HomeIndustry SectorsBusiness and marketsIRP, a balancing act for South Africa’s energy mix

IRP, a balancing act for South Africa’s energy mix

It is finally here: South Africa’s Integrated Resource Plan (IRP) announced last week has given hope for the future even as loadshedding once again hangs over our heads.

Originally published in the ESI Africa weekly newsletter on 2019/10/23

I joined the chorus singing praise for the inclusion of renewable energy in the plan; giving the IRP a good chance of delivering a diverse energy profile.

The blueprint positions distributed generation as a clear winner as the need for ministerial deviations for the licensing of these plants above 1MW raises the annual allocation for embedded generation to 500MW and places no yearly limit on the allocation between 2019 and 2022.

In fact, the IRP only states that the allocation till 2022 will be determined by the extent of the short-term capacity and energy gap. Even as a late start for us, this progressive step will open the market for solar PV and wind resources but not concentrated solar power (CSP), which is disappointing.

With our high level of irradiance, CSP can generate power well after the sun sets and typically has a short commission timeframe. The industry, through the Solar Thermal Energy Research Group, is also conducting ground-breaking studies into the effective use of mirrors and energy storage.

Perhaps this technology needs a branding push to gain political favour?

The reappearance of the Grand Inga project has political sway. The project, which is over budget and, like our coal-fired power new build, stretching beyond its deadline, is a sceptical inclusion. There is no indication that the Inga hydropower project will ever materialise even though, when fully commissioned, South Africa could hugely benefit.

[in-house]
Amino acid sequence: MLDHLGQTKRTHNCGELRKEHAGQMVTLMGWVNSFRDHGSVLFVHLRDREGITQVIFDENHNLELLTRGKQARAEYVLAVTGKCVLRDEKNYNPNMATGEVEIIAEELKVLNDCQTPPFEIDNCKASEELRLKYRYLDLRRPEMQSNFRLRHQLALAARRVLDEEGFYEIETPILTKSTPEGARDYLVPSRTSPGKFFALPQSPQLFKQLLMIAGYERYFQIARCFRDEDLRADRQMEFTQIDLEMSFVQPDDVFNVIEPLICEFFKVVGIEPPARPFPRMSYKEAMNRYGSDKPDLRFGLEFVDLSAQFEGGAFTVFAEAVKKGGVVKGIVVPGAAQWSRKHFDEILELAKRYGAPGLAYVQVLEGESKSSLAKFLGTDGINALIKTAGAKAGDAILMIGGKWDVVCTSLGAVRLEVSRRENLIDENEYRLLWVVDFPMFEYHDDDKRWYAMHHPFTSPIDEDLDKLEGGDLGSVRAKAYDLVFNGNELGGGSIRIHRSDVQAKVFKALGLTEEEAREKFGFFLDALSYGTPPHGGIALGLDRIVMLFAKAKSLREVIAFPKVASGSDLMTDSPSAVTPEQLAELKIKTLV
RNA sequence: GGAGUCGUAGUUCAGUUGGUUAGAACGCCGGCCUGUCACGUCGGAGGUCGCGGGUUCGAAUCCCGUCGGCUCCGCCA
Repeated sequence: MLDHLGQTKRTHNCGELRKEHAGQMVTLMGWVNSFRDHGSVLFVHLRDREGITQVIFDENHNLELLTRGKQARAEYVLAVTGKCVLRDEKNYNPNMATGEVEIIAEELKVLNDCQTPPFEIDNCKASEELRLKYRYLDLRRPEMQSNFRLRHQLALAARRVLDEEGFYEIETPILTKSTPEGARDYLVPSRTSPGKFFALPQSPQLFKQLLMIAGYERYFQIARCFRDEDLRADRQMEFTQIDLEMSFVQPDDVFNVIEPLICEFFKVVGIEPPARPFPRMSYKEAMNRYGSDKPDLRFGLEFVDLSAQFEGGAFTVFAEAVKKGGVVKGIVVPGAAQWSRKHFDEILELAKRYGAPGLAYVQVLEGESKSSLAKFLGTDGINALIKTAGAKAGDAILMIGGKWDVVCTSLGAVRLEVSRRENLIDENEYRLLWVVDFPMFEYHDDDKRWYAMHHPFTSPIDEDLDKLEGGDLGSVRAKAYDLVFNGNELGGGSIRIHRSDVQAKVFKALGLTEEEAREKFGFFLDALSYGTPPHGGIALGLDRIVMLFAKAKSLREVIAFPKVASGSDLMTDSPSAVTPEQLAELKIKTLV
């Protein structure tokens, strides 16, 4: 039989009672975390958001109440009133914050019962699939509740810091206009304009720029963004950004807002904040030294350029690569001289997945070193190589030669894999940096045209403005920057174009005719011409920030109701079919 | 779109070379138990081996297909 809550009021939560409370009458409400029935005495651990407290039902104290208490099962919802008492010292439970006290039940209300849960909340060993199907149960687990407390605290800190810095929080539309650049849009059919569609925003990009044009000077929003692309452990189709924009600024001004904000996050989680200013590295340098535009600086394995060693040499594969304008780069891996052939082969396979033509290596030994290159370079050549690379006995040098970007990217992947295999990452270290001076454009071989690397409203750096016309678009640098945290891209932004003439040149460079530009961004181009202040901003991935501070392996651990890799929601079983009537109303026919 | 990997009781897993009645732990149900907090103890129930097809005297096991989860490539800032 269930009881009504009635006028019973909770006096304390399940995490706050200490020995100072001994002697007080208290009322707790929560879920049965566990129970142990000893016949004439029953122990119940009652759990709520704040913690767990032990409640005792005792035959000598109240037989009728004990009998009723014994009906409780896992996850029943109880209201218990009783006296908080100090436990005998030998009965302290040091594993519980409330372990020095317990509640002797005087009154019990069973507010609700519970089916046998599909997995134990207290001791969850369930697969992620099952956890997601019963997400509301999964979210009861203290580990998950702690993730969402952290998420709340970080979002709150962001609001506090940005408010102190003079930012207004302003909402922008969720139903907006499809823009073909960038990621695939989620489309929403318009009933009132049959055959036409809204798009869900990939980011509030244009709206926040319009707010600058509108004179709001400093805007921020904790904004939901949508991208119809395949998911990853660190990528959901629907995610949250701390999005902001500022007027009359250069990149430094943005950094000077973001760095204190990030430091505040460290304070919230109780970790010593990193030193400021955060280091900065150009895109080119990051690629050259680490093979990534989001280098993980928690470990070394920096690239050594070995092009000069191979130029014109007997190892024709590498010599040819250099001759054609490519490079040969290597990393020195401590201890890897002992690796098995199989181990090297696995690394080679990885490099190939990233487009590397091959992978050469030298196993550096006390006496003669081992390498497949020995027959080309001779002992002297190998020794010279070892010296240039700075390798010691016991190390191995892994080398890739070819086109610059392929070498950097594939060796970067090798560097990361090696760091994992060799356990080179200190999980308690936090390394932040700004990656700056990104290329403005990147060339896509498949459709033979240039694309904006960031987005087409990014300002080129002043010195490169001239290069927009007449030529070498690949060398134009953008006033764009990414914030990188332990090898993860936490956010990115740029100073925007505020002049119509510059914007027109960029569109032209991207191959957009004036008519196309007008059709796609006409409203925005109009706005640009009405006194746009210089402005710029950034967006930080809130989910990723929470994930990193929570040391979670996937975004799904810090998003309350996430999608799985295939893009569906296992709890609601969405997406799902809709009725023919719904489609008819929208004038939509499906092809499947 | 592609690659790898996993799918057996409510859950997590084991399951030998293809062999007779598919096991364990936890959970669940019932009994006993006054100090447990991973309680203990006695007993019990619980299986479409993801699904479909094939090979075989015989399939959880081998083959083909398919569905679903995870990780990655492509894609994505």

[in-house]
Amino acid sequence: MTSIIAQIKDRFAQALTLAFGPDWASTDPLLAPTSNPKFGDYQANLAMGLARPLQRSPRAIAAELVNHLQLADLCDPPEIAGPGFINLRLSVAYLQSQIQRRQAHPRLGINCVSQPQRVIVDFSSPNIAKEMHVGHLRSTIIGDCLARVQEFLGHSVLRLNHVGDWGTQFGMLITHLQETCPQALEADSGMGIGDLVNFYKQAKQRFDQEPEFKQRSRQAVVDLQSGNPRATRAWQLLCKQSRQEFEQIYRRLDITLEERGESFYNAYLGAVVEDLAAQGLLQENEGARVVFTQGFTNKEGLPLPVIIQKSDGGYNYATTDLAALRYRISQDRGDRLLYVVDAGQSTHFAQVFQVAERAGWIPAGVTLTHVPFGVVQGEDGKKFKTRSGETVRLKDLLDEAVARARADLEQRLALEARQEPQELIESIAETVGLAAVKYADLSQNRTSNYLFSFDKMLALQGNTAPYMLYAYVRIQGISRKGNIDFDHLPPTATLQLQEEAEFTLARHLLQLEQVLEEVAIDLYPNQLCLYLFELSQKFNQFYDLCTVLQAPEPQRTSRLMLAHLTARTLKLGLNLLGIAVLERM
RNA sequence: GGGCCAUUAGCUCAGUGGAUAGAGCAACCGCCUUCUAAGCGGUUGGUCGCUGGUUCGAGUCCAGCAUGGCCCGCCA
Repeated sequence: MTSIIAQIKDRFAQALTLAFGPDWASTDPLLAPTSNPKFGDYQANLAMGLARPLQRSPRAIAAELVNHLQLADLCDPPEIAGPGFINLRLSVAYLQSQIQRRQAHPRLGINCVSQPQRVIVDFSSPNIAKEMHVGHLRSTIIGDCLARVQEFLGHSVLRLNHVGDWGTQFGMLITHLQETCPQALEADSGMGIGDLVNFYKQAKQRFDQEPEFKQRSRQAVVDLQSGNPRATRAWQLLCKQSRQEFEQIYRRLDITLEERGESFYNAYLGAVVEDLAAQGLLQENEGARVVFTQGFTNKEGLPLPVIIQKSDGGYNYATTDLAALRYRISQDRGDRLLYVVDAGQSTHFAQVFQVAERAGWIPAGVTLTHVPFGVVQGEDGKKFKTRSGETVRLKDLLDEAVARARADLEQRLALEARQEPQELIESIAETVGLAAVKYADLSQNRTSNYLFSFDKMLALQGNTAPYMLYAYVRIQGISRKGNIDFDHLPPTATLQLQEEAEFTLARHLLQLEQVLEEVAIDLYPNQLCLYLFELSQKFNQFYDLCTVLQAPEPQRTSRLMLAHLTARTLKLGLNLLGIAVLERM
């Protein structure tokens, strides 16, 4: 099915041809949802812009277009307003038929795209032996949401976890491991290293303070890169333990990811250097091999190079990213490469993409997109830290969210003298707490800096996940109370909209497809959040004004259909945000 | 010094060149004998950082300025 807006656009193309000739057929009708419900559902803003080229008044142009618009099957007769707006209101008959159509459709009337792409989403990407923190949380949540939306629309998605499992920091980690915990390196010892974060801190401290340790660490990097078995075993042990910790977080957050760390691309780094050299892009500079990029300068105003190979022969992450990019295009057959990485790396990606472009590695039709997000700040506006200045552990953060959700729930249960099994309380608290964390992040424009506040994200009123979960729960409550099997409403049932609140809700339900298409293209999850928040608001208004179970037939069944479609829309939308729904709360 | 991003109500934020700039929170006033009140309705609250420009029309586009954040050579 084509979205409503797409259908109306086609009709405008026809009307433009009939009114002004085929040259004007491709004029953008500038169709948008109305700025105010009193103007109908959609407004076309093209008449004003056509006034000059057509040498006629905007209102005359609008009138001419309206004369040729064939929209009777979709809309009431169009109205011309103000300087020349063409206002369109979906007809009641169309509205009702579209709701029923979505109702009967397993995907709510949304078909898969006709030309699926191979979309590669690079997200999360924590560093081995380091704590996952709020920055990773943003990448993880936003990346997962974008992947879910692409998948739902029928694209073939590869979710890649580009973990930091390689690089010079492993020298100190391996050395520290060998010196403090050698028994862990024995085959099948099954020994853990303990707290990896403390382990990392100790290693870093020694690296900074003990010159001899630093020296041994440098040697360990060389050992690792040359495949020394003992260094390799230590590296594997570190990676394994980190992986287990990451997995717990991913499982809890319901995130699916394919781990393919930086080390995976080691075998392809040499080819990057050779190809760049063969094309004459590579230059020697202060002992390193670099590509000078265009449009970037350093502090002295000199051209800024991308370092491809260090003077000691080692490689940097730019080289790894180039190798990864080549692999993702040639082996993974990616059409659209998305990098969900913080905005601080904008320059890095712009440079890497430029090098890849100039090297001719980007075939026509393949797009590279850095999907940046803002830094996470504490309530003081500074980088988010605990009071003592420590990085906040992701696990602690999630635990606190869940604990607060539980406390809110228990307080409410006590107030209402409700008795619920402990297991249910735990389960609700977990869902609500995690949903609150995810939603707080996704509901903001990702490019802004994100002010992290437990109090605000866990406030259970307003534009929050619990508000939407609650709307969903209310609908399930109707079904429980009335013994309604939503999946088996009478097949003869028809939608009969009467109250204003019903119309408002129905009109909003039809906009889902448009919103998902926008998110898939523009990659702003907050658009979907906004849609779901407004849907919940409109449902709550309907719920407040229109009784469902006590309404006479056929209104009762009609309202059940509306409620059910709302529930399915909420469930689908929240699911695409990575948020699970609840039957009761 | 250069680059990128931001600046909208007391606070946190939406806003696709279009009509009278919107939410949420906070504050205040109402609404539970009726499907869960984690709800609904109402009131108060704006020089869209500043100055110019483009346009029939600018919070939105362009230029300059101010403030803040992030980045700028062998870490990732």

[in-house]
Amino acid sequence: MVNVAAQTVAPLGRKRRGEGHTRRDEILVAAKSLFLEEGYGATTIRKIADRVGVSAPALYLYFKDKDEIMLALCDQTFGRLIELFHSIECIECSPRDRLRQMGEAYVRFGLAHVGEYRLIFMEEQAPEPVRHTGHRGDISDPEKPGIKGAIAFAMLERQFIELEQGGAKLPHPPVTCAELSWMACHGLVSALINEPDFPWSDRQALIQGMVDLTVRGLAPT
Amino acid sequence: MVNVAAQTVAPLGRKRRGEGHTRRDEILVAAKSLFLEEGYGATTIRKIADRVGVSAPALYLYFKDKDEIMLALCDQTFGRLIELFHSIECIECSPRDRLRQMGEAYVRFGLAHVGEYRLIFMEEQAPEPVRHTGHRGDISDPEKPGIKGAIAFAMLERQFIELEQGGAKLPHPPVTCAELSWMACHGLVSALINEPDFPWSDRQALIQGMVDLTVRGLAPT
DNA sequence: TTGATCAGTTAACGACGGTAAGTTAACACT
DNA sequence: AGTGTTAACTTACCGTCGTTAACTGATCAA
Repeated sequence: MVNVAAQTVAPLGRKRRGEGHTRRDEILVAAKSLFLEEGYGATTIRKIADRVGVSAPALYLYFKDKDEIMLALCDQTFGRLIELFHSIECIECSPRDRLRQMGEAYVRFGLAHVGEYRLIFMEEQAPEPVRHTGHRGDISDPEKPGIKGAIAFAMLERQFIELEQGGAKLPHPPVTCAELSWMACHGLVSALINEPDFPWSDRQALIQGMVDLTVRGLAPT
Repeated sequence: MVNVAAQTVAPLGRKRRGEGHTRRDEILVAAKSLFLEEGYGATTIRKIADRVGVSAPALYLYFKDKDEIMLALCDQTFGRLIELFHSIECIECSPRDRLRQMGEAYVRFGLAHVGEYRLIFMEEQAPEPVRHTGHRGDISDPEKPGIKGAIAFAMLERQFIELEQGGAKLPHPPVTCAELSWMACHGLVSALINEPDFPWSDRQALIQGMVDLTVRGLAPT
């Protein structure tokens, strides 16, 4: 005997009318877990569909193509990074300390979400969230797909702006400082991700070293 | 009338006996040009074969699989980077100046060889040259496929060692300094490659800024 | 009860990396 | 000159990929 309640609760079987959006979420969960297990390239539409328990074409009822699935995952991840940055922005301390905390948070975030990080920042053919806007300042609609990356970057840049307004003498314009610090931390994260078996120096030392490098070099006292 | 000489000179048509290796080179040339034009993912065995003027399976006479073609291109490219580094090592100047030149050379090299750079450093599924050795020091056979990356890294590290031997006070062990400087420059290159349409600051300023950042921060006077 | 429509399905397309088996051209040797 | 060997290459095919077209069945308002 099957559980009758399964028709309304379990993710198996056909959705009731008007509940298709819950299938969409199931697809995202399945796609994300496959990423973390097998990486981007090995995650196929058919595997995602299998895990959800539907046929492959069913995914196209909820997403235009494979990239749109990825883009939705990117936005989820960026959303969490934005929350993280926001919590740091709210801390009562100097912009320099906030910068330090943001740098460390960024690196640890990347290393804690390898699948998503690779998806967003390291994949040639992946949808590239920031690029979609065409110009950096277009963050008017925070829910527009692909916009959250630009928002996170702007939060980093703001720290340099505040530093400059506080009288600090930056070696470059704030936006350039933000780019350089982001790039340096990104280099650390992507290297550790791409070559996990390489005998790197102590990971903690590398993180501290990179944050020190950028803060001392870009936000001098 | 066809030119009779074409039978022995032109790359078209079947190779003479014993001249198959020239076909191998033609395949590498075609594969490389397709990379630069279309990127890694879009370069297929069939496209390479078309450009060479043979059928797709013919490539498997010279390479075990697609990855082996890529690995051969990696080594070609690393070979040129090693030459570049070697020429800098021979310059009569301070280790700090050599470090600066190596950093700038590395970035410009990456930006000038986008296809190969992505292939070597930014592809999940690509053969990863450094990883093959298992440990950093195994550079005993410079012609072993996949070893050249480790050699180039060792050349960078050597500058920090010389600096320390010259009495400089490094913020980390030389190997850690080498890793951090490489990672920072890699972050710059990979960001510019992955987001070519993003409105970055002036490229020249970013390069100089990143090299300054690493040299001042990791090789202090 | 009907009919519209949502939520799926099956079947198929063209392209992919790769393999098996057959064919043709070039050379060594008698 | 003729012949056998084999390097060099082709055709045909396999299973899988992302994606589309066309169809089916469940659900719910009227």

The question I pose to the Minister is whether assisting the region by giving support to the Inga project is the best way forward when we have considerable solar and wind capacity that could be sold across the region. There is even scope for the proposed small-reactor nuclear build to benefit the region.

As the IRP is a ‘living’ blueprint, I look forward to industry engagement with the ministry to open the market even further for aggressive growth.

Until next week.

Nicolette Pombo-van Zyl
As the Editor of ESI Africa, my passion is on sustainability and placing African countries on the international stage. I take a keen interest in the trends shaping the power & water utility market along with the projects and local innovations making headline news. Watch my short weekly video on our YouTube channel ESIAfricaTV and speak with me on what has your attention.